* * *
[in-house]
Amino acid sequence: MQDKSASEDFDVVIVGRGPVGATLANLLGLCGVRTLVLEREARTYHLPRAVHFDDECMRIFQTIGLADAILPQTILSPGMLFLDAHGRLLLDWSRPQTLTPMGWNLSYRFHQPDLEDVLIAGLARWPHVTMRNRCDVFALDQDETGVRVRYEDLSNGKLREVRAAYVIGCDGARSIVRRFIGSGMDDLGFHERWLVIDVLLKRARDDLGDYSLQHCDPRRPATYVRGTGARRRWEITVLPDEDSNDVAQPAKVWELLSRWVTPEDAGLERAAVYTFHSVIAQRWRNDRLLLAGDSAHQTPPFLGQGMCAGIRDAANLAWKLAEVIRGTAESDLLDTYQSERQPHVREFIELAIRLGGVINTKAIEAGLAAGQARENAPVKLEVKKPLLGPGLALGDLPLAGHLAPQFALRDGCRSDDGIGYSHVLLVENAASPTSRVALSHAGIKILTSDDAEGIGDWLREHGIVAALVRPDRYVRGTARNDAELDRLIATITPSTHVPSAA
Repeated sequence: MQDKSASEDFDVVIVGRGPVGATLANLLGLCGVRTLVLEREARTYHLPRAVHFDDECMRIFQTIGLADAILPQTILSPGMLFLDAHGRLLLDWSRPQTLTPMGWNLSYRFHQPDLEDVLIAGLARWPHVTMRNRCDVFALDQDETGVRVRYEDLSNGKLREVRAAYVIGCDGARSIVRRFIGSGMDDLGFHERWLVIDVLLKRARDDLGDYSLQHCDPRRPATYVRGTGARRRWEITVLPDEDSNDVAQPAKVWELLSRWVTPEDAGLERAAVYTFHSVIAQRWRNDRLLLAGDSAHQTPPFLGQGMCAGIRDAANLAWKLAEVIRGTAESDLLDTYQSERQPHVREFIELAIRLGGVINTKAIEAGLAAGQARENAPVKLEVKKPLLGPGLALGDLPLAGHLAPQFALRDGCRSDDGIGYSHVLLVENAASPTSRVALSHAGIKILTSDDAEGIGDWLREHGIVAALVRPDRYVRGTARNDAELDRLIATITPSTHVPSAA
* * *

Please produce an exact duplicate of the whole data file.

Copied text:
[in-house]
Amino acid sequence: MQDKSASEDFDVVIVGRGPVGATLANLLGLCGVRTLVLEREARTYHLPRAVHFDDECMRIFQTIGLADAILPQTILSPGMLFLDAHGRLLLDWSRPQTLTPMGWNLSYRFHQPDLEDVLIAGLARWPHVTMRNRCDVFALDQDETGVRVRYEDLSNGKLREVRAAYVIGCDGARSIVRRFIGSGMDDLGFHERWLVIDVLLKRARDDLGDYSLQHCDPRRPATYVRGTGARRRWEITVLPDEDSNDVAQPAKVWELLSRWVTPEDAGLERAAVYTFHSVIAQRWRNDRLLLAGDSAHQTPPFLGQGMCAGIRDAANLAWKLAEVIRGTAESDLLDTYQSERQPHVREFIELAIRLGGVINTKAIEAGLAAGQARENAPVKLEVKKPLLGPGLALGDLPLAGHLAPQFALRDGCRSDDGIGYSHVLLVENAASPTSRVALSHAGIKILTSDDAEGIGDWLREHGIVAALVRPDRYVRGTARNDAELDRLIATITPSTHVPSAA
Repeated sequence: MQDKSASEDFDVVIVGRGPVGATLANLLGLCGVRTLVLEREARTYHLPRAVHFDDECMRIFQTIGLADAILPQTILSPGMLFLDAHGRLLLDWSRPQTLTPMGWNLSYRFHQPDLEDVLIAGLARWPHVTMRNRCDVFALDQDETGVRVRYEDLSNGKLREVRAAYVIGCDGARSIVRRFIGSGMDDLGFHERWLVIDVLLKRARDDLGDYSLQHCDPRRPATYVRGTGARRRWEITVLPDEDSNDVAQPAKVWELLSRWVTPEDAGLERAAVYTFHSVIAQRWRNDRLLLAGDSAHQTPPFLGQGMCAGIRDAANLAWKLAEVIRGTAESDLLDTYQSERQPHVREFIELAIRLGGVINTKAIEAGLAAGQARENAPVKLEVKKPLLGPGLALGDLPLAGHLAPQFALRDGCRSDDGIGYSHVLLVENAASPTSRVALSHAGIKILTSDDAEGIGDWLREHGIVAALVRPDRYVRGTARNDAELDRLIATITPSTHVPSAA